- The Washington Times - Monday, July 10, 2000

For about as long as we have crossed paths, the better part of a decade, Richard Doherty has been ahead of the curve.
When he was an editor with CMP Publications, writing for one of their computer industry magazines, he'd whip out a pocket-sized computer at news conferences and start tapping out notes on a small keyboard. Later, he switched to a small video camera, capturing data for clients of his high-tech consultancy, The Envisioneering Group of Seaford, New York (www.teg.org/).
A couple of weeks ago, we were both at an industry seminar, and I asked whether he still carried that old pocket sized computer. No, he replied, explaining that a Palm Pilot device and folding keyboard are all he needs these days. And the folding keyboard offers a lot more typing room than that old device did. (At the end of the day, he can upload his notes to a portable PC, or slap on a modem and send them off as e-mail, directly.)
I cite Mr. Doherty's example because it seems that in many ways, small and large, the computer revolution is finally percolating through society in really tangible ways.
The availability of devices such as the $249 Handspring Visor Deluxe (www.handspring.com), which runs the Palm operating system, and a folding keyboard, stands poised to transform things in business and elsewhere.
Add in the soon-available folding "Stowaway" keyboard from Think Outside ($99 from Targus, Inc. at https:// www.targus.com) and you've got a great system for note taking, with a battery life measured across weeks, not hours. (Keyboards are also available for some Microsoft Pocket PC platform devices, such as the Cassiopeia E-115, from LandWare, www.landware.com.)
Need a wireless connection? Get the Palm VII ($449) and the folding Stowaway keyboard (sold for Palms by Palm Computing, www.palm.com) and you're able to easily stay in touch wirelessly. There's a range of wireless service plans, from $9.99 to $44.95 per month, that can meet your communications needs; the service is available in about 260 major U.S. cities. That means you'll have an easy time of communications in Washington, Baltimore, New York or Chicago; coverage is tougher in Wilkes-Barre, Pa., or Walla Walla, Wash.
So what, you say? Well, consider this: many of us imagined laptop computers as the zenith in portability and convenience. Now, here are affordable handheld computers that can handle these basic tasks (and others) without making many demands on space in your briefcase, or on your power resources. While I wouldn't want to write a novel using a Palm Pilot even with a keyboard I'd have no difficulty using one for a short project or to take notes at a meeting.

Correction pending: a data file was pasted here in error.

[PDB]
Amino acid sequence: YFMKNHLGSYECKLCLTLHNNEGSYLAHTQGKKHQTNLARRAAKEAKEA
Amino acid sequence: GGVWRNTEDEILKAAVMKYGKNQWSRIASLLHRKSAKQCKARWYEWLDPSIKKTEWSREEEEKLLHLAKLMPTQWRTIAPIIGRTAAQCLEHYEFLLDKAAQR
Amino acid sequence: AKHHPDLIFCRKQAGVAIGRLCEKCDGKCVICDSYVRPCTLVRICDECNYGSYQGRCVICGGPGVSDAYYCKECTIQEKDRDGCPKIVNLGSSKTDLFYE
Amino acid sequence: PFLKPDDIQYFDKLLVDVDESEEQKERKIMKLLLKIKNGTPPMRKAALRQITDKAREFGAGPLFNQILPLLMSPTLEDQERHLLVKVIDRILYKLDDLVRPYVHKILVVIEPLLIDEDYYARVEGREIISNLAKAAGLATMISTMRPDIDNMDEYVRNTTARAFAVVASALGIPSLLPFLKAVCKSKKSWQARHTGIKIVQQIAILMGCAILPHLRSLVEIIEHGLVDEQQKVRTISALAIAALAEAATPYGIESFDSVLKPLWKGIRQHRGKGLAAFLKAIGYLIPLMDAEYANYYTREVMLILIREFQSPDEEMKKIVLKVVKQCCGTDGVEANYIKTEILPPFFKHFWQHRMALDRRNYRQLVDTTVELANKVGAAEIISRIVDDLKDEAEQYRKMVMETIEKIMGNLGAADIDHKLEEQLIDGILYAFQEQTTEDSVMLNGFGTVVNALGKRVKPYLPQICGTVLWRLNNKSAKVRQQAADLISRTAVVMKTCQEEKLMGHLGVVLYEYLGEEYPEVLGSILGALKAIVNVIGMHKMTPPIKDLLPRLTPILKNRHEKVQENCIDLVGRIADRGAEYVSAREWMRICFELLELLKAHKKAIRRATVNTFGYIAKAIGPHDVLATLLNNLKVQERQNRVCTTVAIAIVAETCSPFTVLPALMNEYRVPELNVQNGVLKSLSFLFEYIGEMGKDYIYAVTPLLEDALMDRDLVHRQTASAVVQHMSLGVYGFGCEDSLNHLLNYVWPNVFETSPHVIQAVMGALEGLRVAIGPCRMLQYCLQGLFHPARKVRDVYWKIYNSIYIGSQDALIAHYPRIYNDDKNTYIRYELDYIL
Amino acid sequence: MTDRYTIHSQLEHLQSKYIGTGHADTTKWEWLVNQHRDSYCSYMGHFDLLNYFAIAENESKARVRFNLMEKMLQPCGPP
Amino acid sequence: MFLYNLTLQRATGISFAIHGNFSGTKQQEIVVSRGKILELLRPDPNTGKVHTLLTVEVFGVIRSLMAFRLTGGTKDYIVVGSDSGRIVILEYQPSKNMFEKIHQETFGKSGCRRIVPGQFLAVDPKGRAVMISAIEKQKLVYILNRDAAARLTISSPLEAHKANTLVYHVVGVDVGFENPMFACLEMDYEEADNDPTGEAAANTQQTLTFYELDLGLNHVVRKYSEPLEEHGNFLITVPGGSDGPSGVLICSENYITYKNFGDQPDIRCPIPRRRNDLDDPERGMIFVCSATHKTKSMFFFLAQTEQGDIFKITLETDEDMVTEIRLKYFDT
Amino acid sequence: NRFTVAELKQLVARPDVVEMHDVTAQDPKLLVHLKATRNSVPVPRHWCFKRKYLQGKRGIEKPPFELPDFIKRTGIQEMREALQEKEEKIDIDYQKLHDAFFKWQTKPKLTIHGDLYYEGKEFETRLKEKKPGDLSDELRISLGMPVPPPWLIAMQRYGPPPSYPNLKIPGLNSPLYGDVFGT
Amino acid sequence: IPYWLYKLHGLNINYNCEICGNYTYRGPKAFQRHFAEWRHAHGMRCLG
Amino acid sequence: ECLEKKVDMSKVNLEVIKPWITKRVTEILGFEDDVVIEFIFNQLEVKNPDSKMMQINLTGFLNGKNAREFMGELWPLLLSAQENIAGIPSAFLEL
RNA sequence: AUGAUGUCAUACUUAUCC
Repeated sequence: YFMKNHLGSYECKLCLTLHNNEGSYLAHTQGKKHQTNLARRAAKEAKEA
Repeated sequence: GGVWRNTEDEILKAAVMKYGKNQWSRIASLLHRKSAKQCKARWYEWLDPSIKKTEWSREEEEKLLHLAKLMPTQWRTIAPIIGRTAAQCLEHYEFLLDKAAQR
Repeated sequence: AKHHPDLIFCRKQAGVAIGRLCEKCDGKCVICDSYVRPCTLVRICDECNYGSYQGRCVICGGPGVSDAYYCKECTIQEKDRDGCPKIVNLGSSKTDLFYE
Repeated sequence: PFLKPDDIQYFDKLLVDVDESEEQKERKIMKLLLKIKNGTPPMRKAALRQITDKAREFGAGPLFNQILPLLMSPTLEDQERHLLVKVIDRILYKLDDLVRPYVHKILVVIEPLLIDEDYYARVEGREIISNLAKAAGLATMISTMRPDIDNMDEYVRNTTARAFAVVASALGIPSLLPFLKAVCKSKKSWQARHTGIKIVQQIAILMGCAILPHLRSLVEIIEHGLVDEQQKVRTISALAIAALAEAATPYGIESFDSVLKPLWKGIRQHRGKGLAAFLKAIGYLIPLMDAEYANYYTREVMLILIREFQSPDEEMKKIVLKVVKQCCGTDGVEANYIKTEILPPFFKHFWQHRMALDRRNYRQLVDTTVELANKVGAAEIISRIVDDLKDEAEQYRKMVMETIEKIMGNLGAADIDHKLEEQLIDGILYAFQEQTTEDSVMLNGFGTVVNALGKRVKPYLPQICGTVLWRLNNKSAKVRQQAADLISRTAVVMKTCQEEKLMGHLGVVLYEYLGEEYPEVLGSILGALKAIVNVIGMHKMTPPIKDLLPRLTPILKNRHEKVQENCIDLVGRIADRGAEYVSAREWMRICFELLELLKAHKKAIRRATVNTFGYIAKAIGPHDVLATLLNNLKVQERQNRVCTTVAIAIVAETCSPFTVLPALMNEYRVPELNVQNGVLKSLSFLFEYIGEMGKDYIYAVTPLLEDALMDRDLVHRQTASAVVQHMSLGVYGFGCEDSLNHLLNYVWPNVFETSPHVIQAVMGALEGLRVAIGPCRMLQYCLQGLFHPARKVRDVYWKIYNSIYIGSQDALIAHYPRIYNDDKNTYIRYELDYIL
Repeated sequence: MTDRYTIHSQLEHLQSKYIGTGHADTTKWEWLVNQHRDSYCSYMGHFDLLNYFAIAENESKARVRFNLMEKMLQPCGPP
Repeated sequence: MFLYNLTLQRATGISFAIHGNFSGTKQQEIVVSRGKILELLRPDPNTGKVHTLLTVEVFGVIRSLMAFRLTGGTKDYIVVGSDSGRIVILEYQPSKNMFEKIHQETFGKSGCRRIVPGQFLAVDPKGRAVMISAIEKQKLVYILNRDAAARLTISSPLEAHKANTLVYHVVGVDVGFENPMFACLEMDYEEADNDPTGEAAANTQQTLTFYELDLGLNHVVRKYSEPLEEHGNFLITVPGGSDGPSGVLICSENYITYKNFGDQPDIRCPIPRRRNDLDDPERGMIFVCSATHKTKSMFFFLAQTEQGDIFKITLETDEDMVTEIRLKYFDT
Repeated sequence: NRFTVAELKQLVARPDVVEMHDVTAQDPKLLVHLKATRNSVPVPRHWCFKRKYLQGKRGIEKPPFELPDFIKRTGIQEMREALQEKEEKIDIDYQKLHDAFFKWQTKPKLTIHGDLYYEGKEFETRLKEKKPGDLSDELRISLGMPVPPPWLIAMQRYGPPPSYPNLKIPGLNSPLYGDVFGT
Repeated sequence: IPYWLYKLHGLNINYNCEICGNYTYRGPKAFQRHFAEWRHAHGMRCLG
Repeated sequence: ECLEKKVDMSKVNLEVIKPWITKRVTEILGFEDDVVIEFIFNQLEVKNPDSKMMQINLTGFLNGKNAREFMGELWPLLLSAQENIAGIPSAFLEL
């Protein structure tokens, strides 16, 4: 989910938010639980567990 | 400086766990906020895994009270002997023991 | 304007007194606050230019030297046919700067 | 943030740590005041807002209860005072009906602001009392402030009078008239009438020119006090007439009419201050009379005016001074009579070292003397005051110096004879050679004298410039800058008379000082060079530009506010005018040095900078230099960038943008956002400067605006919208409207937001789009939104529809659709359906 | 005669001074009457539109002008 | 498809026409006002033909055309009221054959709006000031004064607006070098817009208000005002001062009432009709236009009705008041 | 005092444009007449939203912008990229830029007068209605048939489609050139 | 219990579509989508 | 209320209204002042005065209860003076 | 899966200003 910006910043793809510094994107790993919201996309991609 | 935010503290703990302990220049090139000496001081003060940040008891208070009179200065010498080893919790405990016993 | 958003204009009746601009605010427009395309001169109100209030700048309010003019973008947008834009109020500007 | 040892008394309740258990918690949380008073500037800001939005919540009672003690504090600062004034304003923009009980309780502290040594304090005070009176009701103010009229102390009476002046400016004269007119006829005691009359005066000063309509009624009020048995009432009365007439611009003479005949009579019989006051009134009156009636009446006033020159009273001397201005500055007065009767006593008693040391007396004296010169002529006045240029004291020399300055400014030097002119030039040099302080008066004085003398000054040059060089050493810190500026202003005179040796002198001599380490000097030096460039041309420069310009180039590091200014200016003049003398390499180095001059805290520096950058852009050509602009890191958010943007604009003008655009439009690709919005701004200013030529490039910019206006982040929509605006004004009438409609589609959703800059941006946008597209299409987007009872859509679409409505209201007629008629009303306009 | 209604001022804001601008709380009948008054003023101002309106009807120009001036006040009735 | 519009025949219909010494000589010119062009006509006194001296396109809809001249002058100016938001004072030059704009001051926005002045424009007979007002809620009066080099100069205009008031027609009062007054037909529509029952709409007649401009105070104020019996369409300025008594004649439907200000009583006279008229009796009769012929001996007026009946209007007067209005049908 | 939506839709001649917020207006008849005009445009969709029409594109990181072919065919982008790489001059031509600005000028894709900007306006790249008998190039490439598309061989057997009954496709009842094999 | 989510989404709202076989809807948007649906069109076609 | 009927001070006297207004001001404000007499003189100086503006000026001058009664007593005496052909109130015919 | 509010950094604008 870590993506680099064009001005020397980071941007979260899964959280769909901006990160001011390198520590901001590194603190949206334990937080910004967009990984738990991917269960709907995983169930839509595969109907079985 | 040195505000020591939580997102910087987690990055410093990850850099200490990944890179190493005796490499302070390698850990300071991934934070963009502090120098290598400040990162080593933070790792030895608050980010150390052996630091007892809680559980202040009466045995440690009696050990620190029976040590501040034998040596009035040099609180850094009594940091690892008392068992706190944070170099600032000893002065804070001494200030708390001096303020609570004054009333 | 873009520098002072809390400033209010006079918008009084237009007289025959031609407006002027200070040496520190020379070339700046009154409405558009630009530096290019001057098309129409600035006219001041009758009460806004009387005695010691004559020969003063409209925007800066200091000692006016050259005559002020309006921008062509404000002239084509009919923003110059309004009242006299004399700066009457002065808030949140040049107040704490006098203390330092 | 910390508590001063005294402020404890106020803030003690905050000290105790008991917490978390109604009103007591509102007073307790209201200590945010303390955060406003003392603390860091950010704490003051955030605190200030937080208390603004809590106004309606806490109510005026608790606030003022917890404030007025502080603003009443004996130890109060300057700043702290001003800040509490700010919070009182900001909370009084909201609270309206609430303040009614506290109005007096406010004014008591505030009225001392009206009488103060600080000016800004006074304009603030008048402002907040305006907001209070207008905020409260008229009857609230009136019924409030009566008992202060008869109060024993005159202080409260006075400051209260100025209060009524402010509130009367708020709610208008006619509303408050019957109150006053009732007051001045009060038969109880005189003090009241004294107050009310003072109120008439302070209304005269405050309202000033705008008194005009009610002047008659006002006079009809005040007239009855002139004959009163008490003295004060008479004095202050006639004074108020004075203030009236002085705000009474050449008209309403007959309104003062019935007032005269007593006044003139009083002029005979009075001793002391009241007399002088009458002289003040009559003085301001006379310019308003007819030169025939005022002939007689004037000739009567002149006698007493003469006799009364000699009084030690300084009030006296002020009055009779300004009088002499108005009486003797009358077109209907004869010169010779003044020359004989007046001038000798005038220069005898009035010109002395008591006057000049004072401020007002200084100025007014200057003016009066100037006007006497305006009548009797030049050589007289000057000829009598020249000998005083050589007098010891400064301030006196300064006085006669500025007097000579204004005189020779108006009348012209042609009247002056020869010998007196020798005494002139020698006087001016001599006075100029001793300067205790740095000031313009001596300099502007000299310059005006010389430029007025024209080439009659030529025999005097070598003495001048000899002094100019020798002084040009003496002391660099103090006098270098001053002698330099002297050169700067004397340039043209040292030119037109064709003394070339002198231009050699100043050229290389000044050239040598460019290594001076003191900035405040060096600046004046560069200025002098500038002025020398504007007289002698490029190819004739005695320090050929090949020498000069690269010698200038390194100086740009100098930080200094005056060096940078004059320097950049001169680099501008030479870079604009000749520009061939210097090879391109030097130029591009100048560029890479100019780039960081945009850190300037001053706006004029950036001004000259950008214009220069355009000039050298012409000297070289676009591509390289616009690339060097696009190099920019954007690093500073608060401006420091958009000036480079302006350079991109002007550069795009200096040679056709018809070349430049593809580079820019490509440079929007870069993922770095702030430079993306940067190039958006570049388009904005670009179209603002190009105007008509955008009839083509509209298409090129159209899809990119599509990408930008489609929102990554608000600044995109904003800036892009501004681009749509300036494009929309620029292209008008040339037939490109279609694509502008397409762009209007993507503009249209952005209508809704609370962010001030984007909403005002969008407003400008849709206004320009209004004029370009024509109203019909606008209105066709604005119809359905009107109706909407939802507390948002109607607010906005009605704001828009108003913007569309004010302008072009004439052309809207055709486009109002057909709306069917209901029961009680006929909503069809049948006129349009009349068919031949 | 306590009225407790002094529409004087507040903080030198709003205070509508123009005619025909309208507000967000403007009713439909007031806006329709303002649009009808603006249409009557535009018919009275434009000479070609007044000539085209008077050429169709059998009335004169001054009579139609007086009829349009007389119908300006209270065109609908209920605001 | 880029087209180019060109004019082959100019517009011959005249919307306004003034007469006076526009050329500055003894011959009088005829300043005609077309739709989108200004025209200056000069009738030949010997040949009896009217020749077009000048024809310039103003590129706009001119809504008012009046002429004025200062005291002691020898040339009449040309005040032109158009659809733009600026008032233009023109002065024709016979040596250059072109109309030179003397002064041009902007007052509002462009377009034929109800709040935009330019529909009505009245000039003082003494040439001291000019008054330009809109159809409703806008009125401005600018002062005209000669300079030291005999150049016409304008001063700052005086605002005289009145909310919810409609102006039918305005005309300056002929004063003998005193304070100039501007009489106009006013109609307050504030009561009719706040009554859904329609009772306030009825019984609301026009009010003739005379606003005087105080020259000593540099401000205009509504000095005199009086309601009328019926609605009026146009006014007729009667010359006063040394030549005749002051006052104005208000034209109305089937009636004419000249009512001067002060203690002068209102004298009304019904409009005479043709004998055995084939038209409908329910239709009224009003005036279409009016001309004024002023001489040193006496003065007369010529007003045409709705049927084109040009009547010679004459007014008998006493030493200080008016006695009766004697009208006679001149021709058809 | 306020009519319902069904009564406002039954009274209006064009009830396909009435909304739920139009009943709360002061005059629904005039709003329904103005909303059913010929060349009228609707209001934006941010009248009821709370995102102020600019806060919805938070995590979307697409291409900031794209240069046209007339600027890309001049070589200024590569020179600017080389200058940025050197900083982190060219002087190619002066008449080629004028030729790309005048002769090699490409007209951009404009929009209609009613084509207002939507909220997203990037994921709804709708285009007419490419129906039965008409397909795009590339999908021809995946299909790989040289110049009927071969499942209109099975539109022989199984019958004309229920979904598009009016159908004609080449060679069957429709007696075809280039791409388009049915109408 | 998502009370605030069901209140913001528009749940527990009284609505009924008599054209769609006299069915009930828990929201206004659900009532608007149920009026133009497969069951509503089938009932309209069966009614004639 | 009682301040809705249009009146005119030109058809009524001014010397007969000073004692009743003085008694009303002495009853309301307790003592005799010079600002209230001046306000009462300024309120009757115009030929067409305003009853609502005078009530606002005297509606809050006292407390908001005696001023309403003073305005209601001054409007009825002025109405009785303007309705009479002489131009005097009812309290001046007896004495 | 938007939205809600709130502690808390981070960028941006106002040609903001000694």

If I were going off to college, I'd seriously consider buying a desktop computer for the dorm room and carrying a handheld PC, either the Palm platform or the Microsoft Corp. Pocket PC and a keyboard for taking notes. The cost of the two devices would likely be less than that for a substantial laptop PC and a bit more convenient, as anyone who's lugged a laptop around for a day will attest.
Sony Corp.'s announcement that it would add a Palm OS-based PDA to its lineup caused quite a stir at the recent PC Expo in New York City, even if the prototype was under glass, had no price attached and may or may not see the light of store shelves this fall. It's expected to feature Sony's "Memory Stick" media slot for removable and additional memory, a "Jog Dial" control for easy navigation, and a sleek, industrial design. Additionally, the first generation Sony PDA is expected to feature digital imaging capabilities, the firm said in a news release.
There has been much talk of a revolution caused by computing; the dot-coms of the world have certainly highlighted one form of that exercise. However, it's worth noting that other revolutions are much smaller, as users of handheld devices are seeing before their eyes. More will come, I'm sure, and it could be argued that we haven't seen the end, not by a long shot.
Write to Mark Kellner in care of The Washington Times, Business Desk, 3600 New York Ave. NE, Washington, D.C. 20002; send e-mail to [email protected], or visit the writer's Web page, www.markkellner.com.

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